Class: Man-made injuries
Herbicide injury occurs after plants come in contact with herbicides.
Herbicide injury symptoms vary significantly between different crops and substances. However, the symptoms will usually include a rapid, sweeping change to most plants in the field in the form of deformed or distorted plant parts (especially newer foliage) and necrosis (seen on the tips or margins of leaves).
*Improper use: Applying off label brands, overdosing plants with chemicals, and applying concentrations that are too high.
*Splashes of sprayed applications and air drifts contaminate cultivated crops.
*Substances in the soil accumulate past a safe threshold.
There are no control measures; therefore, the focus should be on prevention.
Always read products labels and work in accordance to what is written on the product label.
Do not spray during windy conditions.
Never mix two substances unless it is written on the product label. Check chemical/s on a small amount of plants then wait a minimum of 24 hours to monitor for adverse effects before applying it to the majority of plants.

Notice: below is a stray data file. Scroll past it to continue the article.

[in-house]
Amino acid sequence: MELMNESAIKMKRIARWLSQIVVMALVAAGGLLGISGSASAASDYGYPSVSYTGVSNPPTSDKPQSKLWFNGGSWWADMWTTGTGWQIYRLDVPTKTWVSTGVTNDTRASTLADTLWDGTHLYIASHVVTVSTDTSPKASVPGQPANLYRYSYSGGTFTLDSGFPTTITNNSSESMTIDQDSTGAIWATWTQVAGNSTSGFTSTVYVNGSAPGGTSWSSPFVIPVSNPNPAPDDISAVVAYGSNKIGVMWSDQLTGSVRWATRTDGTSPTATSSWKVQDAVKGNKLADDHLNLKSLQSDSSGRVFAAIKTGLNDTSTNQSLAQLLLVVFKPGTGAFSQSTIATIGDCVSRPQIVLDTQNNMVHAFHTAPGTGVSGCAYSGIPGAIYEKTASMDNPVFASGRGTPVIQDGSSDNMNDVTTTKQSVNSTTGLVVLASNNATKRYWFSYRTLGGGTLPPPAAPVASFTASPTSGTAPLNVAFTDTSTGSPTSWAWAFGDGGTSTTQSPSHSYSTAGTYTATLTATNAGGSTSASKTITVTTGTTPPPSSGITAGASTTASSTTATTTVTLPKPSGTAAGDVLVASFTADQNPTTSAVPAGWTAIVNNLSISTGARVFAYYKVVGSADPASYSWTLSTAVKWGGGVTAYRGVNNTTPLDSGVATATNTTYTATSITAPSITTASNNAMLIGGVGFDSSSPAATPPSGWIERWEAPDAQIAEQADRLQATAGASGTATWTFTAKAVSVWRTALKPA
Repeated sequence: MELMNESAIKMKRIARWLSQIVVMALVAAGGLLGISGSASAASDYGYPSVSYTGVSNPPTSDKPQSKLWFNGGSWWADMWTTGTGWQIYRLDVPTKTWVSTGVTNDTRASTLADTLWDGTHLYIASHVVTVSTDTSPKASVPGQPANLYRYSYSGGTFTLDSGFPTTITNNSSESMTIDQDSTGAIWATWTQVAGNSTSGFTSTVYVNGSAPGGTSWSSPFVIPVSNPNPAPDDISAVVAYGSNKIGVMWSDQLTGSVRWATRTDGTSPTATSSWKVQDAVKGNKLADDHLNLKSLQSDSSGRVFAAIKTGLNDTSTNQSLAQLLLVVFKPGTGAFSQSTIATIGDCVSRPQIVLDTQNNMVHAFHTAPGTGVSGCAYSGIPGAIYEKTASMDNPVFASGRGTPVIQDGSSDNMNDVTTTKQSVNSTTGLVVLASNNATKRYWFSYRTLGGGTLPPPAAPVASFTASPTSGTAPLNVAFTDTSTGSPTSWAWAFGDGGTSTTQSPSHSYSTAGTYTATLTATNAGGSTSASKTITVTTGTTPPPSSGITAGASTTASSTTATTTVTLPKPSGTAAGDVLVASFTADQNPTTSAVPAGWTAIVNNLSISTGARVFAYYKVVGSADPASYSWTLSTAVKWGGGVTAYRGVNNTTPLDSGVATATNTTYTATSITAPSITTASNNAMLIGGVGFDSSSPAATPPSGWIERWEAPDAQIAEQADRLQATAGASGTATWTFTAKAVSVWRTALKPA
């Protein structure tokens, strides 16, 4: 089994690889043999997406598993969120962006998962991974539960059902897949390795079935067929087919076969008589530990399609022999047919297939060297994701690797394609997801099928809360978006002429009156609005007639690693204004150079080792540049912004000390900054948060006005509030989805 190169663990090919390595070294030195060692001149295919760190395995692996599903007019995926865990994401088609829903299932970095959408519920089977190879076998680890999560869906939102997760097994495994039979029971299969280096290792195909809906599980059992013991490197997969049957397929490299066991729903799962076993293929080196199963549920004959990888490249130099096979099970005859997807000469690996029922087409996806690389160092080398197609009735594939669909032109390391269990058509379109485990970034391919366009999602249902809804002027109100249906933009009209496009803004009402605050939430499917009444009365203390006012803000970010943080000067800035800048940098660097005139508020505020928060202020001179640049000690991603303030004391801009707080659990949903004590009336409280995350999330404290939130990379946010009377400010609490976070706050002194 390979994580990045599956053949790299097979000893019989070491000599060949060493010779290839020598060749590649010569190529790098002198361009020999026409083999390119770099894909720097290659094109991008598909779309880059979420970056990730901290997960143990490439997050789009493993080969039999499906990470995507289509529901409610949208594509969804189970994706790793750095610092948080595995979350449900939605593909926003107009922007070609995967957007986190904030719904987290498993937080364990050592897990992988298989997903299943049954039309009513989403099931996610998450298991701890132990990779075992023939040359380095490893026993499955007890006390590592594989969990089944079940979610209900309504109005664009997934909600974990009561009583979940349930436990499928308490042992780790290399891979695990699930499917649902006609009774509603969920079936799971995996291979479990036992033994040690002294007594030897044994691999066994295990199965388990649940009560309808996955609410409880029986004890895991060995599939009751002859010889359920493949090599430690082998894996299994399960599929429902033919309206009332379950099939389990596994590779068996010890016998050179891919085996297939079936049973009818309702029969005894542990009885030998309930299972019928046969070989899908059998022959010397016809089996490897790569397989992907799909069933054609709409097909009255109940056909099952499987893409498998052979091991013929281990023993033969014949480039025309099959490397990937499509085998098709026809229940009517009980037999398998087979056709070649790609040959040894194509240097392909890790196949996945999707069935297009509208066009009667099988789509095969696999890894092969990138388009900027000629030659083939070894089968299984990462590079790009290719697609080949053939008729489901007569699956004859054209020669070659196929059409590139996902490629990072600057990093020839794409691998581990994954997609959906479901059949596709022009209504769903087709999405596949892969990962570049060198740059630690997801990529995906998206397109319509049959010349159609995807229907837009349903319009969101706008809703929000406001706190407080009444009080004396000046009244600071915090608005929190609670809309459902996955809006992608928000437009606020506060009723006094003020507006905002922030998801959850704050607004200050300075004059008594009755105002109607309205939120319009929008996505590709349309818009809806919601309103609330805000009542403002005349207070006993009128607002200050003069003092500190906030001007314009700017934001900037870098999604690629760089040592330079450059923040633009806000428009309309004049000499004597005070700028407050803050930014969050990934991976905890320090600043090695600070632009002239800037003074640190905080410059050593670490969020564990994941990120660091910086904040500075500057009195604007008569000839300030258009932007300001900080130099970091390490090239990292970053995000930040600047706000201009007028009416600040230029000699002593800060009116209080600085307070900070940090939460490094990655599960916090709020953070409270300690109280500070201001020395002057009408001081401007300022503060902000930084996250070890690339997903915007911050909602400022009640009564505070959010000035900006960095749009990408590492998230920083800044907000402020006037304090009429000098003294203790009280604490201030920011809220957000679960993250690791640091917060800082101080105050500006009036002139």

Caution and careful notice should be taken when using any plant protection products (insecticides, fungicides, and herbicides). It is the grower’s sole responsibility to keep track of the legal uses and permissions with respect to the laws in their country and destination markets. Always read the instructions written on labels, and in a case of contradiction, work in accordance to the product label. Keep in mind that information written on the label usually applies to local markets. Pest control products intended for organic farming are generally considered to be less effective in comparison to conventional products. When dealing with organic, biologic, and to some extent a small number of conventional chemical products, a complete eradication of a pest or disease will often require several iterations of a specific treatment or combination of treatments.